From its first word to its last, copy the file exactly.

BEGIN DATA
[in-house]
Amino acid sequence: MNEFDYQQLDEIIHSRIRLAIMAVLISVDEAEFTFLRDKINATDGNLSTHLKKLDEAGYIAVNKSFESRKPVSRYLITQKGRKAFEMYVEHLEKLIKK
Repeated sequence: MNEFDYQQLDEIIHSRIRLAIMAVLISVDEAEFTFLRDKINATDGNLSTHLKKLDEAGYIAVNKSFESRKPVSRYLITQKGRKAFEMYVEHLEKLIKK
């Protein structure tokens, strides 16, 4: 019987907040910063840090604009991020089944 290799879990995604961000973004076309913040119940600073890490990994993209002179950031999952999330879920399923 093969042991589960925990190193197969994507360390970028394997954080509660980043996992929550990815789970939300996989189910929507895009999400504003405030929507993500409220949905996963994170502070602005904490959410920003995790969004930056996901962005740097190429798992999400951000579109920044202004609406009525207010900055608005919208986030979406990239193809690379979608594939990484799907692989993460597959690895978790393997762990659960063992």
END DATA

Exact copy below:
[in-house]
Amino acid sequence: MNEFDYQQLDEIIHSRIRLAIMAVLISVDEAEFTFLRDKINATDGNLSTHLKKLDEAGYIAVNKSFESRKPVSRYLITQKGRKAFEMYVEHLEKLIKK
Repeated sequence: MNEFDYQQLDEIIHSRIRLAIMAVLISVDEAEFTFLRDKINATDGNLSTHLKKLDEAGYIAVNKSFESRKPVSRYLITQKGRKAFEMYVEHLEKLIKK
């Protein structure tokens, strides 16, 4: 019987907040910063840090604009991020089944 290799879990995604961000973004076309913040119940600073890490990994993209002179950031999952999330879920399923 093969042991589960925990190193197969994507360390970028394997954080509660980043996992929550990815789970939300996989189910929507895009999400504003405030929507993500409220949905996963994170502070602005904490959410920003995790969004930056996901962005740097190429798992999400951000579109920044202004609406009525207010900055608005919208986030979406990239193809690379979608594939990484799907692989993460597959690895978790393997762990659960063992």